If you want to put the brakes on aging, forget those fancy, high-priced potions.
That seems to be the lesson found in May’s issue of Consumer Reports, which highlights studies on products marketed to the aging baby boomer generation, including balding treatments, hair dye and anti-wrinkle serums.
In a study of 8,042 participants whose hair loss wasn’t related to chemotherapy or illness, the most effective treatment was the prescription pill Propecia – though just 27 percent of men deemed the drug very effective. Rogaine can be used by both sexes with the possible not-so-sexy side effect of facial hair growth for women, though the study showed it was mainly ineffective and better suited to people with very recent hair loss. Expensive hair transplant surgery which can cost upwards of a staggering $10,000 per job, yet often needs to be repeated and carries the risk of infection, a long recovery, scarring and patchy hair growth.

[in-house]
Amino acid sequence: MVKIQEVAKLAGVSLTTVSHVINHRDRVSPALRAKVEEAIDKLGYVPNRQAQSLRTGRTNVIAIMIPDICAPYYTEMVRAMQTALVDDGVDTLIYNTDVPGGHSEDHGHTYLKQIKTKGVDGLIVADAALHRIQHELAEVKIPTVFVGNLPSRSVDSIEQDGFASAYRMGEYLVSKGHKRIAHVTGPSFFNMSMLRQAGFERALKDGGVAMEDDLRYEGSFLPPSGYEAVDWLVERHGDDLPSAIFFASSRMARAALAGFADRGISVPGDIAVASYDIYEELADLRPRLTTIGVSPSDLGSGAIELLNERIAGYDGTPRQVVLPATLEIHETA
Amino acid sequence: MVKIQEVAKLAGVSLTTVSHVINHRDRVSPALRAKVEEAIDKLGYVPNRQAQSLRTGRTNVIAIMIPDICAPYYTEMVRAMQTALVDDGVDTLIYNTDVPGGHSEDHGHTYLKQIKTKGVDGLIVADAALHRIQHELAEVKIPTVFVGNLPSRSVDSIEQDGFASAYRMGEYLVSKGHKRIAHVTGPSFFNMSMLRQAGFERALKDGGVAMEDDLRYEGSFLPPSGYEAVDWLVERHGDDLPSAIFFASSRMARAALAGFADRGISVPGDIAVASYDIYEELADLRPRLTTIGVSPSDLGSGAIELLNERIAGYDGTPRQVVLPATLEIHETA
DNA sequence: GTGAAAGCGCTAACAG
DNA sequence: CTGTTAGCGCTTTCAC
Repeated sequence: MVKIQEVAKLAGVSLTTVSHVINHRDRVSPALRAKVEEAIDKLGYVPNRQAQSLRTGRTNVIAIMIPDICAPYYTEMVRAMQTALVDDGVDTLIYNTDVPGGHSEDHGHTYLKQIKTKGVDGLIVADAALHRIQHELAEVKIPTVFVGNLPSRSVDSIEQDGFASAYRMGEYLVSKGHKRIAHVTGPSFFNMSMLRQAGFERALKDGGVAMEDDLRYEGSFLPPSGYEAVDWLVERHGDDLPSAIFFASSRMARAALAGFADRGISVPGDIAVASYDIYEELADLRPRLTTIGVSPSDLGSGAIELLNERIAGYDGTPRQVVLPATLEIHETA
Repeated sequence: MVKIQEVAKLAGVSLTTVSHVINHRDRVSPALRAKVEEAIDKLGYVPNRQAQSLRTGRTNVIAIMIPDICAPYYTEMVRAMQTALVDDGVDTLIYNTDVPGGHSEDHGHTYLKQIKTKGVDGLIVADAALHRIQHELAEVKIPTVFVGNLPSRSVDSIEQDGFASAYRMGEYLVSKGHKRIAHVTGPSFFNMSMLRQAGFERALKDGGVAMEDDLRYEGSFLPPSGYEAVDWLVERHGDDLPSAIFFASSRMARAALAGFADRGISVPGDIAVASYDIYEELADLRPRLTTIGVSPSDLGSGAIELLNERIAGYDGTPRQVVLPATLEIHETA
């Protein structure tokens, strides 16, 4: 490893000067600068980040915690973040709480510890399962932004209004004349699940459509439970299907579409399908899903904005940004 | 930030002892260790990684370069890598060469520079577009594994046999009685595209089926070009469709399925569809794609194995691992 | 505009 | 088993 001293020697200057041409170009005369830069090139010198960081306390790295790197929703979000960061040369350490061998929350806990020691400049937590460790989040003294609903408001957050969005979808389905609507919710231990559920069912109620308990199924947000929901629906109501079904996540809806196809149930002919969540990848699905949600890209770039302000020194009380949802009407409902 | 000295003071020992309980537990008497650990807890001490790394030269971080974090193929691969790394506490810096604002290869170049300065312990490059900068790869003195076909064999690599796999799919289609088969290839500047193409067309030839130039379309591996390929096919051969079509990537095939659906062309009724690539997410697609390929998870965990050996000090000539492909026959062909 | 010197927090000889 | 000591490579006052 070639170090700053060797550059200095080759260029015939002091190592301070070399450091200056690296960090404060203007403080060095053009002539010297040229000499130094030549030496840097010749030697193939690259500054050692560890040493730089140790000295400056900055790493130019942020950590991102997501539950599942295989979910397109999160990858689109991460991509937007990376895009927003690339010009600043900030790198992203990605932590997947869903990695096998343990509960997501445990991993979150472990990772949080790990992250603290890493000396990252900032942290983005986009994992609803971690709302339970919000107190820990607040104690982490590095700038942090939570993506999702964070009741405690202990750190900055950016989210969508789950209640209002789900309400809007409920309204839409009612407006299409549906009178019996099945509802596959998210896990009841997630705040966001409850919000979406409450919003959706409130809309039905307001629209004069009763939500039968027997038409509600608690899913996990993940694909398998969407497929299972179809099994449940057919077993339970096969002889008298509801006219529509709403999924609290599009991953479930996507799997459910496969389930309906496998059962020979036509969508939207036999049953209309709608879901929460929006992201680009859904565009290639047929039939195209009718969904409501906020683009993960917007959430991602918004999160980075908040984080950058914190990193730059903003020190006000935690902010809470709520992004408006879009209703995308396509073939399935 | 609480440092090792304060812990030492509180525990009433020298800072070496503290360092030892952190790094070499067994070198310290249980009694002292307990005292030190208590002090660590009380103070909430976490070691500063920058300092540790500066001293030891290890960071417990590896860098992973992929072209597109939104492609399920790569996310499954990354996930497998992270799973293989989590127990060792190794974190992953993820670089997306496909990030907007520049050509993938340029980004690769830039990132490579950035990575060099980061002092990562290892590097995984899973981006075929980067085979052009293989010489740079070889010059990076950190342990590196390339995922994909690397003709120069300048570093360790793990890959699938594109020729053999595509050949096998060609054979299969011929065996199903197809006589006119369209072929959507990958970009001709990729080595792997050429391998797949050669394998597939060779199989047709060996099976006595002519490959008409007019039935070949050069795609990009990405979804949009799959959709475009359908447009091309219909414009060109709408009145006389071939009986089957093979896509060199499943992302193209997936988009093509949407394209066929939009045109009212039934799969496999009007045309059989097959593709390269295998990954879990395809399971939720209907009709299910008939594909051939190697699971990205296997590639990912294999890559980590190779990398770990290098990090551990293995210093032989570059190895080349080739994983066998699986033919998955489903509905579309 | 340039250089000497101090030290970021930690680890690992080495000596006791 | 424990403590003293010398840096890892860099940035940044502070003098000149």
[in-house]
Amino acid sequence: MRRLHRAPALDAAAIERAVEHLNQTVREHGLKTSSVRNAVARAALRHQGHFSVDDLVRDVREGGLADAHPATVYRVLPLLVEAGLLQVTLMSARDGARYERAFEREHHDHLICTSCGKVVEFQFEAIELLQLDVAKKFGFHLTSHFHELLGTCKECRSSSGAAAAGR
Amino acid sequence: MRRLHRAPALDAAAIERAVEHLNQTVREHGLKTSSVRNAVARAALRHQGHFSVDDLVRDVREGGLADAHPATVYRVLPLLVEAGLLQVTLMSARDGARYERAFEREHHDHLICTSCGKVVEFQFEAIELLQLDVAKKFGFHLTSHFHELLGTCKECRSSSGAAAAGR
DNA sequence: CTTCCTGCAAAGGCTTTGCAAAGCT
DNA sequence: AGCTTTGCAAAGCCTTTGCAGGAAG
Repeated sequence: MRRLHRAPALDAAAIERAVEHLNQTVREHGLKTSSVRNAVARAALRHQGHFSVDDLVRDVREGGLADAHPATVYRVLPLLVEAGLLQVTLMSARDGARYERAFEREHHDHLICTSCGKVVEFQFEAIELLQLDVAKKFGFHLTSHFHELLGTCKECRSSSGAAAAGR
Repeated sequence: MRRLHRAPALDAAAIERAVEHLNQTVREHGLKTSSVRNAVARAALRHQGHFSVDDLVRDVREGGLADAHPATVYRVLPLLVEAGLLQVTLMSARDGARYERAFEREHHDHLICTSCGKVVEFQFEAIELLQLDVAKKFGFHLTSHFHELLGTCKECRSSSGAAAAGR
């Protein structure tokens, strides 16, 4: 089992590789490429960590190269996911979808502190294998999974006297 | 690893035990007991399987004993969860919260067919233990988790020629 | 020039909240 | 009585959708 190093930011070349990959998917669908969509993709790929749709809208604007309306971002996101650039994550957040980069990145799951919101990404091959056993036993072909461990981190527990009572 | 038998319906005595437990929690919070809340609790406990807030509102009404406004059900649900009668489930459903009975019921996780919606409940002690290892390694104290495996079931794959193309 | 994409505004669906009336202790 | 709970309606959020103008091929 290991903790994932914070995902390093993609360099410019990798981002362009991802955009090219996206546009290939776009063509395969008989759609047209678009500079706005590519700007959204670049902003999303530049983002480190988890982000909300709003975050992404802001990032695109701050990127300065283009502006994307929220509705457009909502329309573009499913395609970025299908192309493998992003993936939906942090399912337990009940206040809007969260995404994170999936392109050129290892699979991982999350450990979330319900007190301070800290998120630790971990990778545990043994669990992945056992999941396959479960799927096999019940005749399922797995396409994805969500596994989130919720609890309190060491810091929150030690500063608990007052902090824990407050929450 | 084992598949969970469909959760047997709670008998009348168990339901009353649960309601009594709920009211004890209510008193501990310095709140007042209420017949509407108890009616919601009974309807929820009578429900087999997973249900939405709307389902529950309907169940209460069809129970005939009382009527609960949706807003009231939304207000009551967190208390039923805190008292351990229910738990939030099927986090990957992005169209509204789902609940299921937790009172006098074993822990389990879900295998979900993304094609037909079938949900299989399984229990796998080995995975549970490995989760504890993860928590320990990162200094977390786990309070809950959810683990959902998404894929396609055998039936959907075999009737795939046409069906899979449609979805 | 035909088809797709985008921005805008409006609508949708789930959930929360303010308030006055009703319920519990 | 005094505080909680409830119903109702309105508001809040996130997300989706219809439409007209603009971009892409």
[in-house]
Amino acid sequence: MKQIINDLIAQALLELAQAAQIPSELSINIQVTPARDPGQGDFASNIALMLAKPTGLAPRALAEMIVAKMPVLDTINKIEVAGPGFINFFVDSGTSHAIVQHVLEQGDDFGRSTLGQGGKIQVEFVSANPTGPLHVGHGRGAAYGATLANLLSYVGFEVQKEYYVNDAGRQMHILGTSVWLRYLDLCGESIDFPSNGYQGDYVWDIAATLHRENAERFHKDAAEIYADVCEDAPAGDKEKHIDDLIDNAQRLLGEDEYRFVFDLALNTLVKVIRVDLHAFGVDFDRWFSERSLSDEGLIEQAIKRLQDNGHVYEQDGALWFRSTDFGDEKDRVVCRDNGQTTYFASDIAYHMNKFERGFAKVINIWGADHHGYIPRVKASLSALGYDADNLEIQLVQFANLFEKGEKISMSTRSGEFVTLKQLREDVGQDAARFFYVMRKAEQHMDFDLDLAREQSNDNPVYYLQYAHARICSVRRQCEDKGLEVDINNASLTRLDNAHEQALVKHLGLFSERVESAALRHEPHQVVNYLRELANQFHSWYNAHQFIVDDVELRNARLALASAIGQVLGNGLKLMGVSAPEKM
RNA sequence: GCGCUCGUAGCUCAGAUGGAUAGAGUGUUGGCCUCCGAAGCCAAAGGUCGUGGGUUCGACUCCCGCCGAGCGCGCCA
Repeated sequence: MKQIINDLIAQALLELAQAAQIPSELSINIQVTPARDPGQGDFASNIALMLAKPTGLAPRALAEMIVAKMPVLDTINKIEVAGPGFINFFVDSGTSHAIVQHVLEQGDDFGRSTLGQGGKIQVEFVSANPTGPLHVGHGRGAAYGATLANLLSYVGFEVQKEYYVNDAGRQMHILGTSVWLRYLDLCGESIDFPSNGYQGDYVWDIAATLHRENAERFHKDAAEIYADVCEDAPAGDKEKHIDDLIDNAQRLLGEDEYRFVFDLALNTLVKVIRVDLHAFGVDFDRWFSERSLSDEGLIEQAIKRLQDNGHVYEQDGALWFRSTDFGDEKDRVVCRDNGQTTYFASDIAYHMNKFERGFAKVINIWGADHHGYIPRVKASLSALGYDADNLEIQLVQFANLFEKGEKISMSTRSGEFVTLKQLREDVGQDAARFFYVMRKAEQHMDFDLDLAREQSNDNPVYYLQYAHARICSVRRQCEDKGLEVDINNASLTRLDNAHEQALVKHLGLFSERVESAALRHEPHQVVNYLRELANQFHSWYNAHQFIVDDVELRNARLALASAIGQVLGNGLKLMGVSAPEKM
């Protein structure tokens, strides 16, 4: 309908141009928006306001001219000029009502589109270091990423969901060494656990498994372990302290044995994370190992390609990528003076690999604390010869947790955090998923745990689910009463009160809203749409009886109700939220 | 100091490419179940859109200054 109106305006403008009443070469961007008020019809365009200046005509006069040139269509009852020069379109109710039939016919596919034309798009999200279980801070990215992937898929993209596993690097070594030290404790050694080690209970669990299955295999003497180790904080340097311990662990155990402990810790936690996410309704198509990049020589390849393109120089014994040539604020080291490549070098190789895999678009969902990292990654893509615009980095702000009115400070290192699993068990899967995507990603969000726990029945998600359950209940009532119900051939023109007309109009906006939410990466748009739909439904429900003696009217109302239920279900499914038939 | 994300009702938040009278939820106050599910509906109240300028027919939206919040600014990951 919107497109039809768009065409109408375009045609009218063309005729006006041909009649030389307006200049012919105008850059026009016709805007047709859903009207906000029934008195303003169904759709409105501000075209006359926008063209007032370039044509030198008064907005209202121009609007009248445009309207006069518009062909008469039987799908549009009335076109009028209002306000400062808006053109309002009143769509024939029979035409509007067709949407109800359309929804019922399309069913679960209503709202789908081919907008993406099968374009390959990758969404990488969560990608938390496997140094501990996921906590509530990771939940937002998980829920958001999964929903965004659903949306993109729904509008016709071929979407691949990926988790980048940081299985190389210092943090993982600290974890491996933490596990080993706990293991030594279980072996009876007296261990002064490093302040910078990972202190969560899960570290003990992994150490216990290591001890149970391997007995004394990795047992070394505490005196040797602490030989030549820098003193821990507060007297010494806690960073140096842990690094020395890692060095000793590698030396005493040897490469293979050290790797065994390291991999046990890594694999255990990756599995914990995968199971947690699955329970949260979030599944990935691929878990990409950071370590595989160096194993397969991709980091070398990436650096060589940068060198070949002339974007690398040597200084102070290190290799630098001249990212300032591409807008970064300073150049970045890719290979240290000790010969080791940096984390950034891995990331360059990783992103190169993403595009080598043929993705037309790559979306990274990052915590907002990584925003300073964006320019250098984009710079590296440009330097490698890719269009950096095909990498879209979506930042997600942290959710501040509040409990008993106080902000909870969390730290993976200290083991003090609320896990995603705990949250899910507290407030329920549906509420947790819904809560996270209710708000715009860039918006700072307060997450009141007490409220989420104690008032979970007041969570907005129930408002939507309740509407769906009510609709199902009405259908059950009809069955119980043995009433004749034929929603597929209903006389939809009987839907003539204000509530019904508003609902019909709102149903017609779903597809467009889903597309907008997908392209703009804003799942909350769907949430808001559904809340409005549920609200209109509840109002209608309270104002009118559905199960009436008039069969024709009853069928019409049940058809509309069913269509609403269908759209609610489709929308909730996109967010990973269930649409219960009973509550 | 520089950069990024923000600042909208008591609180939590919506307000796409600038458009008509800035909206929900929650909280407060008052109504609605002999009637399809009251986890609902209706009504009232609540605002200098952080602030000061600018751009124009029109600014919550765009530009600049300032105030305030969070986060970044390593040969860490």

“The market for baldness remedies plays to a particularly vulnerable segment of society. It’s a deeply personal, devastating issue to many who desperately want to believe that there’s a panacea out there,” said Tod Marks, Senior Editor at Consumer Reports.
“At the end of the day, the best remedy may actually be acceptance. Those surveyed pointed out actual benefits of being bald: you won’t get hat head, you won’t waste time grooming your hair, and you’ll save lots of money on shampoo, conditioner, gels, mouse, hair dryers and other haircare products,” added Marks.